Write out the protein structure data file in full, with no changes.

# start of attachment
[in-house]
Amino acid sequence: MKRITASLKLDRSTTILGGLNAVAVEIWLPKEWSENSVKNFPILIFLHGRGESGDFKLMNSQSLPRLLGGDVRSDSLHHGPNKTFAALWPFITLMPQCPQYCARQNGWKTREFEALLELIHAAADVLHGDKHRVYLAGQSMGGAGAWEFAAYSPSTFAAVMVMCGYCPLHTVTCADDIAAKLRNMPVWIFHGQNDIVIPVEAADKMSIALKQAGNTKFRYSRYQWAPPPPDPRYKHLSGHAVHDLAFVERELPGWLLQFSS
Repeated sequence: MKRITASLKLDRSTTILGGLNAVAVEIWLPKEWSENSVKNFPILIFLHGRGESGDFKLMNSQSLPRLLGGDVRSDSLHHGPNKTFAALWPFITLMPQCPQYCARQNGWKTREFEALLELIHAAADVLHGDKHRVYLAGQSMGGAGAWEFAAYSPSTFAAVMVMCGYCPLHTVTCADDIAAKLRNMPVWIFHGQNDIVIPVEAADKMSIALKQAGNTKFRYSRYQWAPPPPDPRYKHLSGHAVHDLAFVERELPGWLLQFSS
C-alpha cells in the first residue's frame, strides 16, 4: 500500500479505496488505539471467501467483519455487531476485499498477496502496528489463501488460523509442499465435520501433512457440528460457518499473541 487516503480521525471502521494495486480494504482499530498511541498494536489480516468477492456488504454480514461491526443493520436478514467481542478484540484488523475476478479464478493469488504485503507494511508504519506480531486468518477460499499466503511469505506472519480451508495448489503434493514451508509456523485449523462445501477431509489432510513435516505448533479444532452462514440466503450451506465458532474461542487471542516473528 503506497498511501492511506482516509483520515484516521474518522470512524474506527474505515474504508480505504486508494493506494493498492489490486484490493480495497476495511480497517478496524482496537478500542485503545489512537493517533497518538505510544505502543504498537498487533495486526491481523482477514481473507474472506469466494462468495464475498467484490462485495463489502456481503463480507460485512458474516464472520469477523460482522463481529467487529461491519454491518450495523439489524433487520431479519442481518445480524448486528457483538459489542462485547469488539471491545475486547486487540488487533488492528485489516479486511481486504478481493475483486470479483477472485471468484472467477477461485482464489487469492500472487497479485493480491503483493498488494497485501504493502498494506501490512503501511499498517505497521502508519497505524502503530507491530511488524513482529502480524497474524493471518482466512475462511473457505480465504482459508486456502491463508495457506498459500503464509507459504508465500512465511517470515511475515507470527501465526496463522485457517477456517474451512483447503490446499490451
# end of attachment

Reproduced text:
[in-house]
Amino acid sequence: MKRITASLKLDRSTTILGGLNAVAVEIWLPKEWSENSVKNFPILIFLHGRGESGDFKLMNSQSLPRLLGGDVRSDSLHHGPNKTFAALWPFITLMPQCPQYCARQNGWKTREFEALLELIHAAADVLHGDKHRVYLAGQSMGGAGAWEFAAYSPSTFAAVMVMCGYCPLHTVTCADDIAAKLRNMPVWIFHGQNDIVIPVEAADKMSIALKQAGNTKFRYSRYQWAPPPPDPRYKHLSGHAVHDLAFVERELPGWLLQFSS
Repeated sequence: MKRITASLKLDRSTTILGGLNAVAVEIWLPKEWSENSVKNFPILIFLHGRGESGDFKLMNSQSLPRLLGGDVRSDSLHHGPNKTFAALWPFITLMPQCPQYCARQNGWKTREFEALLELIHAAADVLHGDKHRVYLAGQSMGGAGAWEFAAYSPSTFAAVMVMCGYCPLHTVTCADDIAAKLRNMPVWIFHGQNDIVIPVEAADKMSIALKQAGNTKFRYSRYQWAPPPPDPRYKHLSGHAVHDLAFVERELPGWLLQFSS
C-alpha cells in the first residue's frame, strides 16, 4: 500500500479505496488505539471467501467483519455487531476485499498477496502496528489463501488460523509442499465435520501433512457440528460457518499473541 487516503480521525471502521494495486480494504482499530498511541498494536489480516468477492456488504454480514461491526443493520436478514467481542478484540484488523475476478479464478493469488504485503507494511508504519506480531486468518477460499499466503511469505506472519480451508495448489503434493514451508509456523485449523462445501477431509489432510513435516505448533479444532452462514440466503450451506465458532474461542487471542516473528 503506497498511501492511506482516509483520515484516521474518522470512524474506527474505515474504508480505504486508494493506494493498492489490486484490493480495497476495511480497517478496524482496537478500542485503545489512537493517533497518538505510544505502543504498537498487533495486526491481523482477514481473507474472506469466494462468495464475498467484490462485495463489502456481503463480507460485512458474516464472520469477523460482522463481529467487529461491519454491518450495523439489524433487520431479519442481518445480524448486528457483538459489542462485547469488539471491545475486547486487540488487533488492528485489516479486511481486504478481493475483486470479483477472485471468484472467477477461485482464489487469492500472487497479485493480491503483493498488494497485501504493502498494506501490512503501511499498517505497521502508519497505524502503530507491530511488524513482529502480524497474524493471518482466512475462511473457505480465504482459508486456502491463508495457506498459500503464509507459504508465500512465511517470515511475515507470527501465526496463522485457517477456517474451512483447503490446499490451